On admission, his chief complaint was stomachache. His height, body weight, body mass index, and body temperature were 1.72 m, 71.6 kg, 24.2 kg/m2, and 37.3 °C, respectively. His consciousness was alert. His bulbar conjunctiva and skin were icteric. His liver and spleen were not palpable. Edema of the legs was not detected.
The laboratory data on admission are listed in Table 1. Liver dysfunction was observed in addition to severe transaminase levels. Hepatitis viral markers and autoantibodies were negative. Thyroid function was within normal limits: thyroid stimulating hormone, 1.66 μIU/mL; free tri-iodothyronine, 3.25 pg/mL; and free thyroxine, 1.49 ng/dL. We also performed a drug lymphocyte stimulation test (DLST). DLST was positive for benzbromarone (stimulation index (SI), 561%), Hyakusosan (SI, 406%), and bilastine (SI, 403%). These drugs were provided by this patient. On the DLST, the drug at 0.1, 1 or 10-fold of maximum plasma concentration was added to the lymphocytes separated from our patient’s plasma. Lymphocytes were cultured for 72 h, and 3H-thymidine was then added [14]. After culturing the lymphocytes for 16–18 h, radioactivity resulting from the uptake of 3H-thymidine was measured by the cells during deoxyribonucleic acid (DNA) synthesis in counts per minutes (cpm). The SI was calculated as the ratio of proliferation (cpm) with the drug/proliferation (cpm) without the drug [14]. Abdominal ultrasound, computed tomography and magnetic resonance imaging results indicated acute liver injury (Figure 1). We did not observe any signatures of chronic hepatitis or cirrhosis.
After admission, benzbromarone was immediately stopped. As his liver function tests had improved (AST, 68 IU/L; ALT, 86 IU/L; γ-GTP, 81 IU/L; and total bilirubin, 3.23 mg/dL), he was discharged on day 27 after admission. After one month and three months after discharge, his liver function tests were further improved (AST, 28 IU/L and 24 IU/L; ALT, 25 IU/L and 25 IU/L; γ-GTP, (not available) and 22 IU/L; and total bilirubin, 1.98 mg/dL and 0.93 mg/dL). We ruled out acute viral hepatitis, autoimmune hepatitis, and others. Although DLST were positive for three drugs, he took only benzbromarone on admission. The score based on the Japanese criteria on drug-induced liver injury was 8, which strongly suggests drug-induced liver injury by benzbromarone [12]. Finally, we diagnosed the cause of his liver injury to be benzbromarone.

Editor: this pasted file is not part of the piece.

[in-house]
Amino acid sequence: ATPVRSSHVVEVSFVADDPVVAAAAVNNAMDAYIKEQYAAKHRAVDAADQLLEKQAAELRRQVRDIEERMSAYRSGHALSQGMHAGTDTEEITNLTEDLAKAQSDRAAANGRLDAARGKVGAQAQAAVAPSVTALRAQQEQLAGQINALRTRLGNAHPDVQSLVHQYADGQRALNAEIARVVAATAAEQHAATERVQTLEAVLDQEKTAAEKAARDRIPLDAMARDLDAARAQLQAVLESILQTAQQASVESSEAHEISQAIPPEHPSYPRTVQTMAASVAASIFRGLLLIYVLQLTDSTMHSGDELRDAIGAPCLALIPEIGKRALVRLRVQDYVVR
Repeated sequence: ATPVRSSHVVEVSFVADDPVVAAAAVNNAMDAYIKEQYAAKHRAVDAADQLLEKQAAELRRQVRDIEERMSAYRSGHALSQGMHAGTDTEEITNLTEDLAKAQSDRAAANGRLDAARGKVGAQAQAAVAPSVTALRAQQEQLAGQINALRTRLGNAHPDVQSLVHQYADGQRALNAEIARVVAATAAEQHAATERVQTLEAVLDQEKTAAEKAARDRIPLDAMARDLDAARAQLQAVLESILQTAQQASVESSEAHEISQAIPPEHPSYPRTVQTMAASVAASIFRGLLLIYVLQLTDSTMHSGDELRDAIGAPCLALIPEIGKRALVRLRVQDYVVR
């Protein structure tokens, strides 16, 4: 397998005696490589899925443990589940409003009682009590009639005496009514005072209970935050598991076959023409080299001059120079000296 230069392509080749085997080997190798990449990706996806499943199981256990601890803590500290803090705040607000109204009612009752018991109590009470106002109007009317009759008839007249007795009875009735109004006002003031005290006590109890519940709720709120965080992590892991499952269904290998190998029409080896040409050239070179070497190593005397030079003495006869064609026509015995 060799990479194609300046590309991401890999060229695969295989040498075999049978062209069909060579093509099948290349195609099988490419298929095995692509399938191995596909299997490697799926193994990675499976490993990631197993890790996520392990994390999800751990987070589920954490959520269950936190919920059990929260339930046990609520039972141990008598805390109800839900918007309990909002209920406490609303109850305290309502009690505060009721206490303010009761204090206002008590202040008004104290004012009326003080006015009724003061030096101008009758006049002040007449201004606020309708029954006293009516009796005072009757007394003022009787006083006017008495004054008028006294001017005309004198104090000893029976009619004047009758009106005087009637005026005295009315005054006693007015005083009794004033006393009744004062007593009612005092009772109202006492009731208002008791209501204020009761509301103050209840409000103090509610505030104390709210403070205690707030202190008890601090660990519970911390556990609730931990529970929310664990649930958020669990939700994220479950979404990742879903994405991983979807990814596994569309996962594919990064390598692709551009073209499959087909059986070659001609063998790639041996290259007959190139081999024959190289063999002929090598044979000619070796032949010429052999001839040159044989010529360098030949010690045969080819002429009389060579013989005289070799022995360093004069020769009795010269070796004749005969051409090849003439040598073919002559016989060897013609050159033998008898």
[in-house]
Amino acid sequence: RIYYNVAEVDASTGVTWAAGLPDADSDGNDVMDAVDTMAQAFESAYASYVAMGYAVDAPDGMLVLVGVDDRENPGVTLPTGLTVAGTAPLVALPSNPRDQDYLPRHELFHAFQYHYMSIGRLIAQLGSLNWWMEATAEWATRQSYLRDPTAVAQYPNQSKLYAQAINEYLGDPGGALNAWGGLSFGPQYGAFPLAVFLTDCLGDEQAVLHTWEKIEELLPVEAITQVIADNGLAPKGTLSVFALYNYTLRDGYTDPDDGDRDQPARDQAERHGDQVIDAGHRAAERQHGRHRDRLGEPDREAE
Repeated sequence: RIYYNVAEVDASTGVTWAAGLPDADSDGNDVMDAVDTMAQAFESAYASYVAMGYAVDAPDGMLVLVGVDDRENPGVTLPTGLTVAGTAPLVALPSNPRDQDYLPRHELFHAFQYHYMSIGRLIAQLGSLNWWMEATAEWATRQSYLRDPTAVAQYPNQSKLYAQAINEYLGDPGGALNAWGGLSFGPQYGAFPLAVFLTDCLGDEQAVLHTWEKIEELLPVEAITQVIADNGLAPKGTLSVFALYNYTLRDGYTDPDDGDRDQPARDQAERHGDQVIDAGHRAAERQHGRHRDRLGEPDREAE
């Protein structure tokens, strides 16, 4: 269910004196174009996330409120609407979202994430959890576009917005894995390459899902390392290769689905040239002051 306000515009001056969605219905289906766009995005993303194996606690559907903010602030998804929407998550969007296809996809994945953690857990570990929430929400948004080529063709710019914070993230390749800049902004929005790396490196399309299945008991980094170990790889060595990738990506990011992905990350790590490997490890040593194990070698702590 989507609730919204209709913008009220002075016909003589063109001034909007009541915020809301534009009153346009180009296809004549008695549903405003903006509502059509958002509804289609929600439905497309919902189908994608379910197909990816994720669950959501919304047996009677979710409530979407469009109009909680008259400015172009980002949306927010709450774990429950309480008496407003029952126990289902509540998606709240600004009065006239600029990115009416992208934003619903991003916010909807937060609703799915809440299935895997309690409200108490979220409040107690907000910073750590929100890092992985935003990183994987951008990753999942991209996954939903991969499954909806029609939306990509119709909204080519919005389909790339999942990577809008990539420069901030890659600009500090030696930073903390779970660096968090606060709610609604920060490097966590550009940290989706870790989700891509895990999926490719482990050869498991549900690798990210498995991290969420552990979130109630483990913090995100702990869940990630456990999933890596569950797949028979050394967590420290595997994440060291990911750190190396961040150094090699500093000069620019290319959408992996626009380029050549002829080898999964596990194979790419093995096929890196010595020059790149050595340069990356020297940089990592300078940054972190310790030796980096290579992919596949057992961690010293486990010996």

Table 1. The laboratory data on admission in the present case.
Table 1. The laboratory data on admission in the present case.
WBC5300/μLTP7.4 g/dLHBsAgnegative
RBC5,260,000/μLAlbumin3.8 g/dLAnti-HBsnegative
Hemoglobin15.9 g/dLT. CHO159 mg/dLAnti-HBcnegative
Hematocrit47.7%TG211 mg/dLIgM anti-HBcnegative
Platelets252,000/μLBUN7.1 mg/dLAnti-HCVnegative
PT78%Creatinine0.85 mg/dLAnti-HIVnegative
INR1.15CK72 IU/LIgM anti-HAVnegative
AST1008 IU/LAmylase47 IU/LIgA anti-HEVnegative
ALT1241 IU/LBS112 mg/dLIgG1955 mg/dL
LDH369 IU/LHbA1c5.8%IgA463 mg/dL
γ-GTP186 IU/LNH352 μg/dLIgM36 mg/dL
ALP1241 IU/LCRP0.47 mg/dLIgE680 IU/mL
T. Bil9.71 mg/dLAFP18.0 ng/mLANAnegative
D. Bil7.22 mg/dLsIL2R2530 U/mLAMAM2negative
WBC: white blood cells, RBC: red blood cells, PT: prothrombin time, INR: international normalized ratio, AST: aspartate aminotransferase, ALT: alanine aminotransferase, LDH: lactate dehydrogenase, ALP: alkaline phosphatase, γ-GTP: γ-glutamyl transpeptidase, T. Bil: total bilirubin, D. Bil: direct bilirubin, TP: total protein, T.CHO: total cholesterol, TG: triglyceride, BUN: blood urea nitrogen, Cre: creatinine, CK: creatine kinase, BS: blood sugar, HbA1c: hemoglobin A1c, NH3: ammonia, CRP: C-reactive protein, AFP: alpha fetoprotein, sIL-2R: soluble interleukin-2 receptor, HBsAg: hepatitis B surface antigen, anti-HBs: anti-hepatitis B surface antibody, anti-HBc: anti-hepatitis B core antibody, anti-HCV: anti-hepatitis C virus antibody, anti-HIV: anti-human immunodeficiency virus antibody, Ig: immunoglobulin, ANA: anti-nuclear antibody, AMAM2: anti-mitochondrial M2 antibody.